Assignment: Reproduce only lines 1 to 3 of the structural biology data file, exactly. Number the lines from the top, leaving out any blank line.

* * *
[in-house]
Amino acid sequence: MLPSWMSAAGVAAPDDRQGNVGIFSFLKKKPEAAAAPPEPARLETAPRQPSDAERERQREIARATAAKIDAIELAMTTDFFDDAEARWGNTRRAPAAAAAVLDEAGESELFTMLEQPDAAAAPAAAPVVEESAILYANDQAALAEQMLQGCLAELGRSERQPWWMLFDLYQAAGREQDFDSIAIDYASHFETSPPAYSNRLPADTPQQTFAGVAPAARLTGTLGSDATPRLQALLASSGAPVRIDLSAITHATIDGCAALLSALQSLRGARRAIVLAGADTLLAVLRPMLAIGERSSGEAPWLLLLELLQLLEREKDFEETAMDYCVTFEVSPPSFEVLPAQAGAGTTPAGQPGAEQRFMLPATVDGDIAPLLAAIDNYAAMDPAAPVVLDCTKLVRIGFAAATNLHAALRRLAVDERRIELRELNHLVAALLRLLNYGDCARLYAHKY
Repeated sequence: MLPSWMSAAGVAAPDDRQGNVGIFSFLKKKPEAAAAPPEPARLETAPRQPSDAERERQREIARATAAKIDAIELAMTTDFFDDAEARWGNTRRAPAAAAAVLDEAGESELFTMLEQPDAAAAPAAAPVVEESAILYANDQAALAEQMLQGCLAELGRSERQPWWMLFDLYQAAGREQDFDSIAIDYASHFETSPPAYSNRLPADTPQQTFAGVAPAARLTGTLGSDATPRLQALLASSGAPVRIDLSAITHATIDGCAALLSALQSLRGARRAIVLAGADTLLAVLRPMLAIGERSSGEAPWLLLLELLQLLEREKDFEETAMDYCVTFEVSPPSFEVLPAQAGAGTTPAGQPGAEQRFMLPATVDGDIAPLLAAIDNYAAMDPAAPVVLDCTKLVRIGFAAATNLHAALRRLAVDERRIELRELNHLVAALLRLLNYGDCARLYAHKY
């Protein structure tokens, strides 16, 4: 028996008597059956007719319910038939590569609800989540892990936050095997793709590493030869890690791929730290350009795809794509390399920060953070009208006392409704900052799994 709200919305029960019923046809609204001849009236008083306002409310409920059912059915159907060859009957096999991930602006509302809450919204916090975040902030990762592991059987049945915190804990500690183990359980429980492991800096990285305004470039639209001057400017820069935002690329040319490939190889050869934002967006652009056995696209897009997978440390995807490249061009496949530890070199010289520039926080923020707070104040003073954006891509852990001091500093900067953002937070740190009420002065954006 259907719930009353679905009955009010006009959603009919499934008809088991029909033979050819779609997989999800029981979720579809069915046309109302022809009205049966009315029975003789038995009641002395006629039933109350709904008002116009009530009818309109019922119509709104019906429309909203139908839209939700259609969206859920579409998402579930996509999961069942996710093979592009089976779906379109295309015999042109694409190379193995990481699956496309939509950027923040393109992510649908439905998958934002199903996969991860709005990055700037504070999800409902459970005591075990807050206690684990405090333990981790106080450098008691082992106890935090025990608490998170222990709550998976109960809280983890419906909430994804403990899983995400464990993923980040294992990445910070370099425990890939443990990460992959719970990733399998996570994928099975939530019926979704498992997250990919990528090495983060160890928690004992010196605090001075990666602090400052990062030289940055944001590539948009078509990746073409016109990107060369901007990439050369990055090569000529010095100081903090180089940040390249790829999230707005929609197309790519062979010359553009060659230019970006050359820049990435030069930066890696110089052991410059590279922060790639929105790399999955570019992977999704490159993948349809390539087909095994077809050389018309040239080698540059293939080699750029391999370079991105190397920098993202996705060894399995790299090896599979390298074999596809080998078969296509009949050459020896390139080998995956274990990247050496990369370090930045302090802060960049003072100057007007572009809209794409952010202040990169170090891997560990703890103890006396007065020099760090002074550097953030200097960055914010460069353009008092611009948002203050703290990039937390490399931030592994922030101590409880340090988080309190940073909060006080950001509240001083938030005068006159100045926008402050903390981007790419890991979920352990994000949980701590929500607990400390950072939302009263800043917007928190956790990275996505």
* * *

[in-house]
Amino acid sequence: MLPSWMSAAGVAAPDDRQGNVGIFSFLKKKPEAAAAPPEPARLETAPRQPSDAERERQREIARATAAKIDAIELAMTTDFFDDAEARWGNTRRAPAAAAAVLDEAGESELFTMLEQPDAAAAPAAAPVVEESAILYANDQAALAEQMLQGCLAELGRSERQPWWMLFDLYQAAGREQDFDSIAIDYASHFETSPPAYSNRLPADTPQQTFAGVAPAARLTGTLGSDATPRLQALLASSGAPVRIDLSAITHATIDGCAALLSALQSLRGARRAIVLAGADTLLAVLRPMLAIGERSSGEAPWLLLLELLQLLEREKDFEETAMDYCVTFEVSPPSFEVLPAQAGAGTTPAGQPGAEQRFMLPATVDGDIAPLLAAIDNYAAMDPAAPVVLDCTKLVRIGFAAATNLHAALRRLAVDERRIELRELNHLVAALLRLLNYGDCARLYAHKY
Repeated sequence: MLPSWMSAAGVAAPDDRQGNVGIFSFLKKKPEAAAAPPEPARLETAPRQPSDAERERQREIARATAAKIDAIELAMTTDFFDDAEARWGNTRRAPAAAAAVLDEAGESELFTMLEQPDAAAAPAAAPVVEESAILYANDQAALAEQMLQGCLAELGRSERQPWWMLFDLYQAAGREQDFDSIAIDYASHFETSPPAYSNRLPADTPQQTFAGVAPAARLTGTLGSDATPRLQALLASSGAPVRIDLSAITHATIDGCAALLSALQSLRGARRAIVLAGADTLLAVLRPMLAIGERSSGEAPWLLLLELLQLLEREKDFEETAMDYCVTFEVSPPSFEVLPAQAGAGTTPAGQPGAEQRFMLPATVDGDIAPLLAAIDNYAAMDPAAPVVLDCTKLVRIGFAAATNLHAALRRLAVDERRIELRELNHLVAALLRLLNYGDCARLYAHKY